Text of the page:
Tuesday, October 30, 2012

What's in a Name? Part I


Jews in the American colonies were often known by several names that they used depending on the circumstances: a Hebrew name for religious records, a Spanish or Portuguese pseudonym under which they traded with Iberian companies or Spanish and Portuguese colonies and under which they might have been baptized while living as conversos on the Iberian Peninsula, and a Dutch or British version of their name that they used for everyday life in the colonies. Some Jews such as Aaron Lopez gave up their converso name (Duarte) upon leaving Iberia and adopted a Hebrew name for everyday life (Aaron) rather than using an English version of his Iberian name (which would have been Edward). Since gravestones in the Atlantic World often contained multiple inscriptions in different languages (e.g. Hebrew, English, and Spanish), sometimes two or more of these names were united on a tombstone.

Other times, a gravestone favored one identity over another, for example a gravestone might reject a converso name and identity for a Judaicized self.  Thus, on the gravestone of Isaac Nunes we find his name listed as Yshac Nunes Belmonte, with and the Spanish pseudonym of Don Manuel is cast aside. 
Gravestone of (Baron) Isaac Nunes (alias: Don Manuel de Belmonte) (1705) in Beth Haim, Ouderkerk aan de Amstel, Netherlands (Jewish Atlantic World Database)
Gravestones can also provide useful information about genealogical relationships as the father, mother, wife, or husband are often identified in one or more of the inscriptions. Since Dutch and Spanish naming conventions include women’s maiden names or names inherited from one’s mother, gravestones can often supply the link between the different parts of one’s family.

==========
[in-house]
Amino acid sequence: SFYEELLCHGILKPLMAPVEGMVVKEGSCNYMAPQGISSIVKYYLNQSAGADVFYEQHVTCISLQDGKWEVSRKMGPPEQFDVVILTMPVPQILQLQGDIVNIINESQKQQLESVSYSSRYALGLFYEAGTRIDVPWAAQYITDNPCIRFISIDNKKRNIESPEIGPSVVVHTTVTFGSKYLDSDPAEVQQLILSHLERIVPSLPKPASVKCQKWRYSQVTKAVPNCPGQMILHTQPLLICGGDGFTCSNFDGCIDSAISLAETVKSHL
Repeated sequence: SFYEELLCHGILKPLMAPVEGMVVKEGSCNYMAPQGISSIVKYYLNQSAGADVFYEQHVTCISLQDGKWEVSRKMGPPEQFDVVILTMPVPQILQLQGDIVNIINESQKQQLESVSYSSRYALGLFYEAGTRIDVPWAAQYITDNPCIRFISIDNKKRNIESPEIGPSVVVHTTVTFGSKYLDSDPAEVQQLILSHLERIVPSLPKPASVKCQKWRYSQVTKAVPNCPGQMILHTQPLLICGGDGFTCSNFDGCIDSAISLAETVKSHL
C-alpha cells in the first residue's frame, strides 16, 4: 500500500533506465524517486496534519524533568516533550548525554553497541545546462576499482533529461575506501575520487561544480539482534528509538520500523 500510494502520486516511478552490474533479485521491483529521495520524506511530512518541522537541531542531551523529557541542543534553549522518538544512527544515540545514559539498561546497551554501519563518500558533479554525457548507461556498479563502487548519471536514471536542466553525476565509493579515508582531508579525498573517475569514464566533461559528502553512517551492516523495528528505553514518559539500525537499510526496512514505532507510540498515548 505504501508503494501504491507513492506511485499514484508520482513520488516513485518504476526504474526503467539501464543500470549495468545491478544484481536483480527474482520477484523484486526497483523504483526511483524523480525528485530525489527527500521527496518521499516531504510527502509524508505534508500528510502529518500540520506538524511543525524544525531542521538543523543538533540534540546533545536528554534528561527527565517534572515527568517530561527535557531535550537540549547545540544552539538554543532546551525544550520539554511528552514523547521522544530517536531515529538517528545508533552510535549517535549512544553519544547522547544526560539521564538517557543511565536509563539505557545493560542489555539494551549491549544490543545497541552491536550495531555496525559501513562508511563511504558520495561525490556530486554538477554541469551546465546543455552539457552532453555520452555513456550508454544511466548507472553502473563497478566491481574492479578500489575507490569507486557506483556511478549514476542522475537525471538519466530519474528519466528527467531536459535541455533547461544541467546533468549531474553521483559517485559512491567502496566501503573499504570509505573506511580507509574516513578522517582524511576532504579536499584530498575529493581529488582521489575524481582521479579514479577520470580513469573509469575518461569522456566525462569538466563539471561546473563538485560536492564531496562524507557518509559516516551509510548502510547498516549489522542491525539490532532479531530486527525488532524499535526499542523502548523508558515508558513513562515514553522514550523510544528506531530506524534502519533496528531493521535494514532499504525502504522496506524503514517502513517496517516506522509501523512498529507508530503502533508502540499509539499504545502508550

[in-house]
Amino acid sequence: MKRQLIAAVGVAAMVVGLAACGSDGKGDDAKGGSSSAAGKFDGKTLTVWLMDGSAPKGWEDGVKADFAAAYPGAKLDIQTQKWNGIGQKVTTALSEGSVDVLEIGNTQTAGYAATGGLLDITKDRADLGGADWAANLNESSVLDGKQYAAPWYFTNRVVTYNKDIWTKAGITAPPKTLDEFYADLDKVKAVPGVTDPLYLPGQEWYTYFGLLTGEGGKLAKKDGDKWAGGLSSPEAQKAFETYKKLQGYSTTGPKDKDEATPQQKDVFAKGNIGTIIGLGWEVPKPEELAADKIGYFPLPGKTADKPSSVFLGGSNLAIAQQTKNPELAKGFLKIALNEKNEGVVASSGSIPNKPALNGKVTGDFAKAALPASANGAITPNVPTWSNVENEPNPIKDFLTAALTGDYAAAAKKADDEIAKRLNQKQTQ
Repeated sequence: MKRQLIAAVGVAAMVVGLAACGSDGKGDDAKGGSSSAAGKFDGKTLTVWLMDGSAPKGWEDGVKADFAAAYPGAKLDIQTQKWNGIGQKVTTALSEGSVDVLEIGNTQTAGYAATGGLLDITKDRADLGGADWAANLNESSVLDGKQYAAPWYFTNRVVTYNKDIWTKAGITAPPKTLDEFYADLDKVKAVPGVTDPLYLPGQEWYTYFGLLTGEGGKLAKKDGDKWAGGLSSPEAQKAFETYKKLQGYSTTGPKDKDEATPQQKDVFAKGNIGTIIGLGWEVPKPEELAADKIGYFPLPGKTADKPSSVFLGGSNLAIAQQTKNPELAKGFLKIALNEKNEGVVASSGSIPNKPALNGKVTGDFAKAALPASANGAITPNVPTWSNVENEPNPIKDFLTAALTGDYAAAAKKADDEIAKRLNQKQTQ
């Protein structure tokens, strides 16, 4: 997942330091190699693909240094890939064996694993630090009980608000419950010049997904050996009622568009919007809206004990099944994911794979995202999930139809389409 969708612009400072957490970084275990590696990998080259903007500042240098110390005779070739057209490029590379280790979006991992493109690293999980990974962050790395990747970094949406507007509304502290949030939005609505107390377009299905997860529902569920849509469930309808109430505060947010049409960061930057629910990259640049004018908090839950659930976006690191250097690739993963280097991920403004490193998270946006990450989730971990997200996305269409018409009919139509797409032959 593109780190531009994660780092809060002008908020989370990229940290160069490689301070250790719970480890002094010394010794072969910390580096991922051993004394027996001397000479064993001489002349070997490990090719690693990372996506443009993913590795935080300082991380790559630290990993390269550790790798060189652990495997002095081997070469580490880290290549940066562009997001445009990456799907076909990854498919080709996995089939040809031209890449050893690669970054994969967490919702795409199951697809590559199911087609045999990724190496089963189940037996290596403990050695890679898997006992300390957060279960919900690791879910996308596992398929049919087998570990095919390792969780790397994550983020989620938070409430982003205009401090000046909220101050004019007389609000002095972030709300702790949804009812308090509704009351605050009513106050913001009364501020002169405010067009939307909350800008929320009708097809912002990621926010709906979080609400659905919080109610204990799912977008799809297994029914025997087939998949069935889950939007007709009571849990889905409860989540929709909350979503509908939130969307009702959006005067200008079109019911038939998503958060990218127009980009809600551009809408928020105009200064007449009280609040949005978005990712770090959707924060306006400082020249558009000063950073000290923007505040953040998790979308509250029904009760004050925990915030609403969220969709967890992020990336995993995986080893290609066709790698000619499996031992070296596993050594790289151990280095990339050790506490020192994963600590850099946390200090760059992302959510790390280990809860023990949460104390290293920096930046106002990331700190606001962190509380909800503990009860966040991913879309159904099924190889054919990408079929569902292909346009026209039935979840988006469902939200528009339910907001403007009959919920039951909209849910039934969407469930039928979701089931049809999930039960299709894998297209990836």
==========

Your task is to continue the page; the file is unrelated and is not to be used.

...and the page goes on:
In order to decode Jewish gravestones from the Jewish Atlantic World and understand the familial relationships they convey, it is helpful to know something about naming conventions popular during the era. While British colonial naming conventions were similar to those found in traditional American families today (first name plus a possible middle name, followed by a surname inherited from one’s father), Dutch and Spanish naming conventions differed and were adopted by those who were from or had lived in either the Iberian Peninsula, the Netherlands, or the Spanish, Portuguese and Dutch colonies. Traditions for first (“given”) names came out of Sephardic and Ashkenazi traditions, but also were impacted by which cultures Jews lived among. The next sequence of posts on naming conventions is intended to help people understand the significance of what names are used in the Atlantic World.

Reminder: you can browse the Gravestones in the Jewish Atlantic World Database by first name.  This is a useful way to find out what names were popular among both Jews and Gentiles in the colonies.  Coming soon, browsing by Family Name as well.


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